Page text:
• History of intravenous (IV) illegal drug use. People who use illegal drugs by injecting them are at a greater risk of endocarditis. The needles used to inject drugs can be contaminated with the bacteria that can cause endocarditis.

Diagnosis & Treatment

The information provided is not a substitute for any medical advice. ALWAYS consult with your doctor for more information.


How is subacute bacterial endocarditis diagnosed?

Your doctor may ask for your medical history and check for physical signs and symptoms, such as fever. Using a stethoscope to listen to your heart, your doctor may hear a new heart murmur or a change in a previous heart murmur — possible signs of endocarditis.

The infection can mimic other illnesses in its early stages. Various tests may be necessary to help make the diagnosis:

  • Blood tests
  • Transesophageal echocardiogram
  • Electrocardiogram (ECG)
  • Chest X-ray
  • Computerized tomography (CT) scan or magnetic resonance imaging (MRI)

How is subacute bacterial endocarditis treated?

The first line of treatment for endocarditis is antibiotics. Sometimes, if your heart valve is damaged by your infection, surgery is necessary.

If you have endocarditis, you may need high doses of intravenous (IV) antibiotics in the hospital. Blood tests may help identify the type of microorganism that’s infecting your heart. This information will help your doctor choose the best antibiotic or combination of antibiotics to fight the infection.

You will usually need to take antibiotics for two to six weeks or longer to clear up the infection. Once your fever and the worst of your signs and symptoms have passed, you may be able to leave the hospital and continue IV antibiotic therapy with visits to your doctor’s office or at home with home-based care. You’ll need to see your doctor regularly to make sure your treatment is working.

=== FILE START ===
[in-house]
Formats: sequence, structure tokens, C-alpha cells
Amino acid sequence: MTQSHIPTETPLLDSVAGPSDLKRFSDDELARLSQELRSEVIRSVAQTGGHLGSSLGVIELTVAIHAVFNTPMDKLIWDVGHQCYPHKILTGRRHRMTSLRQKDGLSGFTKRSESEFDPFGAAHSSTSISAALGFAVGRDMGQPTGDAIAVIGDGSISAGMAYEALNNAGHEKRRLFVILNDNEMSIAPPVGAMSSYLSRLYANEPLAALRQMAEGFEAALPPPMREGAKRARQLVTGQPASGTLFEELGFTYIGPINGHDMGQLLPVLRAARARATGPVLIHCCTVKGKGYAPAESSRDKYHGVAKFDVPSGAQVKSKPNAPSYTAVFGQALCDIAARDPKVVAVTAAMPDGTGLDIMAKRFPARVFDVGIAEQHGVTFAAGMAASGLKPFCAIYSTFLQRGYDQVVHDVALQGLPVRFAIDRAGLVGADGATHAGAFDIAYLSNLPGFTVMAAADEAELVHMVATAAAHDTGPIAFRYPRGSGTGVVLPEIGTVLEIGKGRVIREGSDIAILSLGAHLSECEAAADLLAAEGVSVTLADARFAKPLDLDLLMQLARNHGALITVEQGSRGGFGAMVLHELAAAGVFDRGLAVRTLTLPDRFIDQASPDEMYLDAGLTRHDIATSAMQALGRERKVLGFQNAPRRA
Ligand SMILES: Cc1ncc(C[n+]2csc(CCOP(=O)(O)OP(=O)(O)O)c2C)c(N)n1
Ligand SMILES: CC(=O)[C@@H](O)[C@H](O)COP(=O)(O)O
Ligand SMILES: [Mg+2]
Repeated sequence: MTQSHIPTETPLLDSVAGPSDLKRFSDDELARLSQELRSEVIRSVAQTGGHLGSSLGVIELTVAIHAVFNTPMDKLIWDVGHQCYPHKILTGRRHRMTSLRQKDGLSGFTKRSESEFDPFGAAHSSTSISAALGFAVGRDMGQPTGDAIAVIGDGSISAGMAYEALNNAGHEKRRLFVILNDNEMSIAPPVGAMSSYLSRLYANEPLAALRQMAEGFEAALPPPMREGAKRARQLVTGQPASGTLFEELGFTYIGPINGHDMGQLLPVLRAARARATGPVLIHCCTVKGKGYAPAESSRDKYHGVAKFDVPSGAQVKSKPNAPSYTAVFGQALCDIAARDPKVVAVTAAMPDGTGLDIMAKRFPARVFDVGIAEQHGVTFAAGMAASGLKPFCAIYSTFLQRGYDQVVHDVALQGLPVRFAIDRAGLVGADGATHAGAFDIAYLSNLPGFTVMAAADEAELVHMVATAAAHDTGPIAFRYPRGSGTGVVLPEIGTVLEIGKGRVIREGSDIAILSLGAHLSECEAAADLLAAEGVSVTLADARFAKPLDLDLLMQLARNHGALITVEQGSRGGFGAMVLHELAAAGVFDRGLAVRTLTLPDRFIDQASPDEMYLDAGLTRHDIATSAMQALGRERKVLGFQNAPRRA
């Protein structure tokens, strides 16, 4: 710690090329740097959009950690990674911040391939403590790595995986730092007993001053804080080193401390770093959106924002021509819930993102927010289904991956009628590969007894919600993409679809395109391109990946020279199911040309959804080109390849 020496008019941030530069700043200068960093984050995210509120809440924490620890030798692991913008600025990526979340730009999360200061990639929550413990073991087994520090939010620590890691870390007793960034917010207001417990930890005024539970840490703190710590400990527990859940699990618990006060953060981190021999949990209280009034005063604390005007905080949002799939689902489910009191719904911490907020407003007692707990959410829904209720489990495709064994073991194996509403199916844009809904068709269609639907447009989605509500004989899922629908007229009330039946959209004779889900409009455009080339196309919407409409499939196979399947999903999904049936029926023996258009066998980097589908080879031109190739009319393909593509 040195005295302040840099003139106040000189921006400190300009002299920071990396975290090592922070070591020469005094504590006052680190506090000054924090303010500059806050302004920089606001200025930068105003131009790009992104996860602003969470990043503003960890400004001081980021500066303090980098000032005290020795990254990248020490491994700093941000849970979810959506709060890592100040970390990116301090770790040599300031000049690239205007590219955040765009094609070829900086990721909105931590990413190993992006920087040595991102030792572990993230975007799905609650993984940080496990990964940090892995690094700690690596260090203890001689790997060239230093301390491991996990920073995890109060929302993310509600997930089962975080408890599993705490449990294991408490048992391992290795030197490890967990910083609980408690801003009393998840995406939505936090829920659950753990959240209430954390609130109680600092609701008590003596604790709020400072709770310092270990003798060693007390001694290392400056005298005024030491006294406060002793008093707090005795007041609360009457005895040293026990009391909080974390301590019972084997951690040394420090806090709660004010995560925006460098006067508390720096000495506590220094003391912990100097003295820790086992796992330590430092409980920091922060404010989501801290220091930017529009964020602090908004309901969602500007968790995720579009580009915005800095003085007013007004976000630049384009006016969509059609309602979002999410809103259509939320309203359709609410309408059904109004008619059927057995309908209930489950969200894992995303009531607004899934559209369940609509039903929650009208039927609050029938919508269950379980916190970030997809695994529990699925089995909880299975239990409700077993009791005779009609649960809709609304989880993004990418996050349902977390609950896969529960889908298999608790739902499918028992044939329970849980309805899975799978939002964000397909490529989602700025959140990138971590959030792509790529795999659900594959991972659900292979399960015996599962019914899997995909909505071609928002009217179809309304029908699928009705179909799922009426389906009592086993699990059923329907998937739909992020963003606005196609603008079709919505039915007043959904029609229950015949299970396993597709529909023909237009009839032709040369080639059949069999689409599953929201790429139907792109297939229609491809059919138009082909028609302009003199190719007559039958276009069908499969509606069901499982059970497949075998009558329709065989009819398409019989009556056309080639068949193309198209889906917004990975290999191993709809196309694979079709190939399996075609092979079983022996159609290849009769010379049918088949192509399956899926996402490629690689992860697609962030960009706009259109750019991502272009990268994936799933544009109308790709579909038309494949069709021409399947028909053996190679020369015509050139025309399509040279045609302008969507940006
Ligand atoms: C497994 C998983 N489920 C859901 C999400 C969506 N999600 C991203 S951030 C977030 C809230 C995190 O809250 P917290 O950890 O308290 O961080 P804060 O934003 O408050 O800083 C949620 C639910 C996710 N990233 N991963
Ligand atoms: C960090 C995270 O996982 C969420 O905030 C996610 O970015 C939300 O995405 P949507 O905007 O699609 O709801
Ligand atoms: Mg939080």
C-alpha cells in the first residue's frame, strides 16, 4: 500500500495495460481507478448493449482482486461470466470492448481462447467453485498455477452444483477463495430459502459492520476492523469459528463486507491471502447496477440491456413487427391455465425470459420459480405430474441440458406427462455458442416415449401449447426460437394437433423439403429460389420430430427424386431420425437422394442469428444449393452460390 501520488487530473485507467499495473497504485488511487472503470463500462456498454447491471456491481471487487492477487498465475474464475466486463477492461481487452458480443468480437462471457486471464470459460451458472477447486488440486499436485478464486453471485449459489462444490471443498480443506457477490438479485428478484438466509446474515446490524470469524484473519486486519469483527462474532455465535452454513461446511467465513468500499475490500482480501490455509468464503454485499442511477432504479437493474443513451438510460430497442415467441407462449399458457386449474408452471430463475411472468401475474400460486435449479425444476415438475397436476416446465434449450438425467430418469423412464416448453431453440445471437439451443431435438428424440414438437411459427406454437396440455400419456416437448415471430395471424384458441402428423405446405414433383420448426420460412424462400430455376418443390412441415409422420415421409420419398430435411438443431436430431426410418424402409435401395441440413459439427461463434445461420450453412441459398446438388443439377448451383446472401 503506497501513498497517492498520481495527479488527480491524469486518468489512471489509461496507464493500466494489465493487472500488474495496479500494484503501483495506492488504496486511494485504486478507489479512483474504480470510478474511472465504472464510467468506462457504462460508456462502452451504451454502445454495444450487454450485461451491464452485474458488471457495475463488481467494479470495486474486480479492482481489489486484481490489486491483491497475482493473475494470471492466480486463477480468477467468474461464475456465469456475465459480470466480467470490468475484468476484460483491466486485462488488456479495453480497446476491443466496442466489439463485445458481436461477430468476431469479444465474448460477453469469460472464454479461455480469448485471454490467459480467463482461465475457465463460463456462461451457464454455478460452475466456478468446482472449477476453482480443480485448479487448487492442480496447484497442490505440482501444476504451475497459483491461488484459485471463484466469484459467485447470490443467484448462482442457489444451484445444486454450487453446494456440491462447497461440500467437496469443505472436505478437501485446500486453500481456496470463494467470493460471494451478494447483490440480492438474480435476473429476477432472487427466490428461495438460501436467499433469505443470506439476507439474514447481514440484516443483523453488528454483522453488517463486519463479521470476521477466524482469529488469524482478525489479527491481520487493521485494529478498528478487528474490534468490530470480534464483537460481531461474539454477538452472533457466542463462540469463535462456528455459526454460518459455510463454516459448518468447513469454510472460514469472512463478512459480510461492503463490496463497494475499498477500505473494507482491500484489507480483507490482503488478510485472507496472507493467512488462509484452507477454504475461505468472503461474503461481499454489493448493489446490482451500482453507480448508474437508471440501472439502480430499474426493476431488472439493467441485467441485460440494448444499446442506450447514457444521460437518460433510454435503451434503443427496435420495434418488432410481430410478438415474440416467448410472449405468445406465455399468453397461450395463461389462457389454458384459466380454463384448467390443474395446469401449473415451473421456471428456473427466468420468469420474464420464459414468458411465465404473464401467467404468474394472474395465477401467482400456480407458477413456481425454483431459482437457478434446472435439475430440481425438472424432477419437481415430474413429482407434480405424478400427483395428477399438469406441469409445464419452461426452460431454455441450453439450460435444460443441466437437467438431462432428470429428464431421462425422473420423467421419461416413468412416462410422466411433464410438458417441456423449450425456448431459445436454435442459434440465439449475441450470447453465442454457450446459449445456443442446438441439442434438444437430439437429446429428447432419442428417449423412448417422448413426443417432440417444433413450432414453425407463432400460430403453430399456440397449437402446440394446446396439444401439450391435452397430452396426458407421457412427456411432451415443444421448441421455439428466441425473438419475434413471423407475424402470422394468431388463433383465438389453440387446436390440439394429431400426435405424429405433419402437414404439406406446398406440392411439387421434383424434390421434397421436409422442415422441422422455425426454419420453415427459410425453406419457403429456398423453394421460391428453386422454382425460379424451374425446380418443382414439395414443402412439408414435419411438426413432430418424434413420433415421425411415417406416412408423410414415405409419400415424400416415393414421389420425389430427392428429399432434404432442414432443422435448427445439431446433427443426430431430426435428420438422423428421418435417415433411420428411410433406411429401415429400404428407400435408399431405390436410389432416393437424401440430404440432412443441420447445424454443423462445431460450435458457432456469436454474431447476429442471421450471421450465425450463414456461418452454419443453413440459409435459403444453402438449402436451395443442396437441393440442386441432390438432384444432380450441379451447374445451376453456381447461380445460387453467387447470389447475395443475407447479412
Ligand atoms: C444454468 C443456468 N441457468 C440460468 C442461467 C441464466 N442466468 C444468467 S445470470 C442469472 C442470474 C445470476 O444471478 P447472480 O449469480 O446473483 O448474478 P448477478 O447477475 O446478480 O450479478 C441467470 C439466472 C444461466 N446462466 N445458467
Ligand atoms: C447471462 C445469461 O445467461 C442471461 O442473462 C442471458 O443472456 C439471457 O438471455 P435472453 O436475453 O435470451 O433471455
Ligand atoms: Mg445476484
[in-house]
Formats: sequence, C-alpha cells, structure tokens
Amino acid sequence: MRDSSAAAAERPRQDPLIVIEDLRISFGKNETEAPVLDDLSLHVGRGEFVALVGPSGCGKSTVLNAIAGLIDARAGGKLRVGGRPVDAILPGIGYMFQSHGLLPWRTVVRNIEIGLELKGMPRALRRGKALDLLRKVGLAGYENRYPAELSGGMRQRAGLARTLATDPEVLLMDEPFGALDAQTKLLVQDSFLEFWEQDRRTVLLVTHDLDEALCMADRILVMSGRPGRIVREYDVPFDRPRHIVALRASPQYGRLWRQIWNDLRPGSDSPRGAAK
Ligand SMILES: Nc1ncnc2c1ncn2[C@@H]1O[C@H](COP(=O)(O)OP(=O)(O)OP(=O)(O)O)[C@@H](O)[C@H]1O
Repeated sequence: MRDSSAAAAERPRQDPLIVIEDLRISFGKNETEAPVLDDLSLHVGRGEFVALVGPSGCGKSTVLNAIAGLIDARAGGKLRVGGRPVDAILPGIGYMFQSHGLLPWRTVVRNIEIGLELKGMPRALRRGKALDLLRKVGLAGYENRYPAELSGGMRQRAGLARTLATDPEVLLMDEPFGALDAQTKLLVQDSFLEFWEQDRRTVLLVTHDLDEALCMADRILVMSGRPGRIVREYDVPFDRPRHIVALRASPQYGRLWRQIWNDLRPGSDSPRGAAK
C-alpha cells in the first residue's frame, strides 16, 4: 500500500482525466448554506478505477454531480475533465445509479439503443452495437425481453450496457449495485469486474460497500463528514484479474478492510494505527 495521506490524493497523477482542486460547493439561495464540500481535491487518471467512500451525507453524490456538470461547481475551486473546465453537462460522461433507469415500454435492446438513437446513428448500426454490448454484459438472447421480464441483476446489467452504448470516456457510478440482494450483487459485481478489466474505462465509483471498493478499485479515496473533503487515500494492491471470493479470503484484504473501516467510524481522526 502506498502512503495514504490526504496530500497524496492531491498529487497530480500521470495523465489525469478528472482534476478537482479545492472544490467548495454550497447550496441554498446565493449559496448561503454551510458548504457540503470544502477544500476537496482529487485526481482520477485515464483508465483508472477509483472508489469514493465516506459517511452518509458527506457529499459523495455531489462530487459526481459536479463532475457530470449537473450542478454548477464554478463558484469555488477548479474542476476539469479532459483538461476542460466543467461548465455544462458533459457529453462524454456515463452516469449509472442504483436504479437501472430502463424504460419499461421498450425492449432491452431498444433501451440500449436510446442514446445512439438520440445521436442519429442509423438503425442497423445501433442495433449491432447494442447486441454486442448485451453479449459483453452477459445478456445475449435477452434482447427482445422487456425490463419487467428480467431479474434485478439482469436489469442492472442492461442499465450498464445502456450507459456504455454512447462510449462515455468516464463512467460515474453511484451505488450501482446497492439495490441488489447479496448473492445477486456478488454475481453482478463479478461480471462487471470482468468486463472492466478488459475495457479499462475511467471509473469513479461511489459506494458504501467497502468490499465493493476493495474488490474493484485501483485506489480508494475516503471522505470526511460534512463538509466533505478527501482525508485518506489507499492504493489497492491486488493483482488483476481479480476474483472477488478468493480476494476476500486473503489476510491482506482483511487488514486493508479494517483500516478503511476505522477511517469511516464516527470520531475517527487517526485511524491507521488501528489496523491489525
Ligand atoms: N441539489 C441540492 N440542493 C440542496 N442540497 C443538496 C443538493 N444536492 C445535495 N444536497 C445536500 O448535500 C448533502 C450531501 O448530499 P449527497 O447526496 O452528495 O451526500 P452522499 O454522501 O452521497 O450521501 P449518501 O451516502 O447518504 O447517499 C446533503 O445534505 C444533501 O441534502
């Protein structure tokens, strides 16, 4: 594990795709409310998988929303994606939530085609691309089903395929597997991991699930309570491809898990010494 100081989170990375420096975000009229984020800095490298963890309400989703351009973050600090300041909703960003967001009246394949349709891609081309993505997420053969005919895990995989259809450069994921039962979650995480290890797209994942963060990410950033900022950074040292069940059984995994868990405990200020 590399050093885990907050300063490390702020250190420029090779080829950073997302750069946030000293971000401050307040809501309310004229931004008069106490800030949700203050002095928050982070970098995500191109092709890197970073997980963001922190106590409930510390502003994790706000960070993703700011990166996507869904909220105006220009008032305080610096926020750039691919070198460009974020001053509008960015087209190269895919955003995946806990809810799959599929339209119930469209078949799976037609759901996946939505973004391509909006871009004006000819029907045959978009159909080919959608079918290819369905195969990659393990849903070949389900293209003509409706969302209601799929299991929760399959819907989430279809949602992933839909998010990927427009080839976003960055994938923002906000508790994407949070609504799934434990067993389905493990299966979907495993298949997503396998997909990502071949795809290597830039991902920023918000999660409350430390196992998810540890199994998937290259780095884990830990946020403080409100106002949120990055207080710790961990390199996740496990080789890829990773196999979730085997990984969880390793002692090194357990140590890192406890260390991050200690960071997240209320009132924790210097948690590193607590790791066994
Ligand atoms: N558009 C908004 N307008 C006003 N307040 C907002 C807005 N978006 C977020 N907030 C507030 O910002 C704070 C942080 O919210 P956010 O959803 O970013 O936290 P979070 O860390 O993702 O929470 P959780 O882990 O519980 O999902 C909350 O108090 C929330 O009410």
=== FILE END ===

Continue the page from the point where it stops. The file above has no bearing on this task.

Sometimes surgery is needed to treat persistent infections or to replace a damaged valve. Surgery is also sometimes needed to treat endocarditis that’s caused by a fungal infection.

Depending on your condition, your doctor may recommend either repairing your damaged valve or replacing it with an artificial valve made of animal tissue or man-made materials.

Lifestyle changes & Home remedies

What are some lifestyle changes or home remedies that can help me manage subacute bacterial endocarditis?

The following lifestyles and home remedies might help you cope with subacute bacterial endocarditis:

  • Practice good oral hygiene every day, which may include:
  • Regular brushing and flossing of the teeth and gums; avoid aggressive brushing of teeth
  • Have regular dental checkups
  • Ensuring that dentures fit properly
  • Avoid any procedure that can potentially lead to skin infections including body piercings and tattoos
  • Ensuring that strict safety and standardized practices are observed during the performance of any diagnostic tests or surgical procedures within a hospital environment
  • Treat any heart-related illness or disease promptly
  • Avoiding the use of intravenous drugs
  • Controlling diabetes through suitable lifestyle changes
  • Immediately addressing any medical issues causing poor immune system, including appropriate treatment of HIV infection and AIDS
  • Frequent follow up physician visits for individuals who have been diagnosed with endocarditis in the past

If you have any questions, please consult with your doctor to better understand the best solution for you.

Hello Health Group does not provide medical advice, diagnosis or treatment.

Review Date: March 19, 2017 | Last Modified: April 23, 2017